This is a rare problem with an easy fix.  You have a bad mech trip coil.  It is close enough to the tone arm to create a strong enough magnetic field for the cartridge to pick up and send down the line to the amp.  Change the trip coil and it should clear the problem.



My Wurlitzer 1800 occasionally makes a crackling noise through the speaker. I've changed tubes and checked all wiring, but nothing has helped.  It only makes the noise while actually playing a record.  What do I need to do?


You probably have a bad cobra cartridge, or the socket that the cartridge plugs into has corrosion on the pins.  First try another cartridge, but you may have to clean the pins on the socket.  Sometimes the socket itself will have to be changed. If this doesn't clear the trouble, the amp itself is causing it.



I have an AMI F with the original GE cartridge.  I need a new one and have found out that they are not available anymore.  What can I use to replace it?


You have several choices here, but they are all stereo cartridges and will need to have both channels tied together to make them mono.  Use either a Shure M44 or a Pickering NP/AC.  Either will work well in your juke.  Just make sure that you  check the stylus pressure as they track lighter than the original GE.



My 1900 sounds great on old 45s, but when I try to play a newer record it sounds distorted and skips.  What can I do to make it play newer records?


The short answer is not much.  The cobra cartridge was designed for use with 78 rpm records which are much easier to track.  When the 45s came along, the early ones were all mono and Wurlitzer just continued using an obsolete cartridge.  The best thing to do is install a stereo tone arm from a later model Wurlitzer and modify the amp to accept the ceramic type cartridge.  You can then play any 45 you have.



My Seeburg J will lose it's sound halfway through a record.  I opened the back door and saw that the 5U4 tube was going out.  I changed the tube but it made no difference.  How can I solve this?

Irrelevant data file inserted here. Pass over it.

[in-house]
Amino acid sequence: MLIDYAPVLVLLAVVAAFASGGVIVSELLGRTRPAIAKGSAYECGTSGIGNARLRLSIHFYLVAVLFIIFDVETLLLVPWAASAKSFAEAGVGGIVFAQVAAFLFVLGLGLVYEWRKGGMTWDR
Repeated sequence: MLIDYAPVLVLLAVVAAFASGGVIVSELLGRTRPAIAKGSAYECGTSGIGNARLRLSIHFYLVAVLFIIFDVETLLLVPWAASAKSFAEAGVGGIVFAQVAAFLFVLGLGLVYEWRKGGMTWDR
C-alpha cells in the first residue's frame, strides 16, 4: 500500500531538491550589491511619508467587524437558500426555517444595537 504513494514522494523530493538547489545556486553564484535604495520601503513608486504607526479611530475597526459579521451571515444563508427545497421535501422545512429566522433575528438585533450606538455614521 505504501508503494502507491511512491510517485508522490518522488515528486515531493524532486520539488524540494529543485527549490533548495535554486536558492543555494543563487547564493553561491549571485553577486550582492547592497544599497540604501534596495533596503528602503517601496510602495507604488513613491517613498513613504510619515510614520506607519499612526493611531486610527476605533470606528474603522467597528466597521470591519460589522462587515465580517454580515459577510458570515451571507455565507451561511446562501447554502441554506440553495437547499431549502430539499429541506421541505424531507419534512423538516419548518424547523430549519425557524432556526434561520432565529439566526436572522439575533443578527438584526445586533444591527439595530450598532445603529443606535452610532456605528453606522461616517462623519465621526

There is a 4 pin plug on the side of your amp that plugs into the selection receiver. Loosen the 4 mounting screws on the amp and slide it far enough to the side to expose this plug.  Clean the pins and plug it back in.  If this does not cure the problem, you may have to change the 5U4 tube socket.  This is not a difficult item to find, any older TV/Radio shop will have them.



I have a 1600 Wurlitzer with a strange problem:  the top tone arm is louder than the bottom.  Sometimes the bottom tone arm will crackle and pop.  I thought that both were connected to the amp, why is one giving trouble?


There is a small microswitch on the mech that switches back and forth between the 2 tone arms depending on which side of the record is being played.  It is bad and will need to be replaced.



I recently replaced the cartridge in my AMI JAN with a new one, and now I have no bass!  Is my new cartridge bad?


No, you have it connected wrong.  One channel has to be out of phase with the other.  You have a red and black wire for each channel.  Connect a black wire to ground and a red to hot on one channel, then a red to ground and the black to hot on the other.  This will solve your problem.



                                      AMPLIFIER INTERCHANGE LIST


SEEBURG:The field coil type amps will interchange.  A short list includes the A, B, C, G and W.  The non-field coil types will interchange, such as R, J, JL, V, VL & 201. There may be slight mounting differences.


WURLITZER: You are really limited here.  The 530 and 532 will swap.  You can use an amp from a 1700 or 1800 into a later model, but not the other way around. The 501 and 503 are a direct swap, the 800 amp is unique.


AMI: The C, D and E will swap.  The F through I are the same.  Some of the later stereo amps will swap, if they will plug in they will generally work.


ROCKOLA: The 1422 and 1426 are the same.  The 1428 is unique.  Generally on the later mono amps, if they will plug in they will work.